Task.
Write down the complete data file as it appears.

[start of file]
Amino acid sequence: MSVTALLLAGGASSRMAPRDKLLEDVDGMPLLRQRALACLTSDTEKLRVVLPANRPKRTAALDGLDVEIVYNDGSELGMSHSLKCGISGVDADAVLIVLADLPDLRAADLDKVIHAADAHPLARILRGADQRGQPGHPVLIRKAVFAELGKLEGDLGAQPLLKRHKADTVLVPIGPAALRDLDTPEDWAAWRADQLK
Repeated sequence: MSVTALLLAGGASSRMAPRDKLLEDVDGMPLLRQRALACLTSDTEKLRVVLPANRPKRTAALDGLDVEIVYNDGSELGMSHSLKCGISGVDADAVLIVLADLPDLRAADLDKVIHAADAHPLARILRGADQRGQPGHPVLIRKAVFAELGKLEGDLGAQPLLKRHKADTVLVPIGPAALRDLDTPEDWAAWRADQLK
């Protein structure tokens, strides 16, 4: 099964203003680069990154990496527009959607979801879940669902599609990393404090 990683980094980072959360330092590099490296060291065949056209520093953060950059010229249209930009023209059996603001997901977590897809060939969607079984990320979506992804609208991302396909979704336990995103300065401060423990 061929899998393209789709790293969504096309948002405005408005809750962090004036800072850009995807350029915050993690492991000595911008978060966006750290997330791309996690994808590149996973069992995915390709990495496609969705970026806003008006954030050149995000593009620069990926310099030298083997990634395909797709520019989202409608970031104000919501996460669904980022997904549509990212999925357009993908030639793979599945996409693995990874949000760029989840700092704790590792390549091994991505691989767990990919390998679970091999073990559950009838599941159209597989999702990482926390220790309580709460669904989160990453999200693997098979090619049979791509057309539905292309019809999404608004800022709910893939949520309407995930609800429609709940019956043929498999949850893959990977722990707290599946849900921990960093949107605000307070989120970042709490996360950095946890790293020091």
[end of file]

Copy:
Amino acid sequence: MSVTALLLAGGASSRMAPRDKLLEDVDGMPLLRQRALACLTSDTEKLRVVLPANRPKRTAALDGLDVEIVYNDGSELGMSHSLKCGISGVDADAVLIVLADLPDLRAADLDKVIHAADAHPLARILRGADQRGQPGHPVLIRKAVFAELGKLEGDLGAQPLLKRHKADTVLVPIGPAALRDLDTPEDWAAWRADQLK
Repeated sequence: MSVTALLLAGGASSRMAPRDKLLEDVDGMPLLRQRALACLTSDTEKLRVVLPANRPKRTAALDGLDVEIVYNDGSELGMSHSLKCGISGVDADAVLIVLADLPDLRAADLDKVIHAADAHPLARILRGADQRGQPGHPVLIRKAVFAELGKLEGDLGAQPLLKRHKADTVLVPIGPAALRDLDTPEDWAAWRADQLK
């Protein structure tokens, strides 16, 4: 099964203003680069990154990496527009959607979801879940669902599609990393404090 990683980094980072959360330092590099490296060291065949056209520093953060950059010229249209930009023209059996603001997901977590897809060939969607079984990320979506992804609208991302396909979704336990995103300065401060423990 061929899998393209789709790293969504096309948002405005408005809750962090004036800072850009995807350029915050993690492991000595911008978060966006750290997330791309996690994808590149996973069992995915390709990495496609969705970026806003008006954030050149995000593009620069990926310099030298083997990634395909797709520019989202409608970031104000919501996460669904980022997904549509990212999925357009993908030639793979599945996409693995990874949000760029989840700092704790590792390549091994991505691989767990990919390998679970091999073990559950009838599941159209597989999702990482926390220790309580709460669904989160990453999200693997098979090619049979791509057309539905292309019809999404608004800022709910893939949520309407995930609800429609709940019956043929498999949850893959990977722990707290599946849900921990960093949107605000307070989120970042709490996360950095946890790293020091």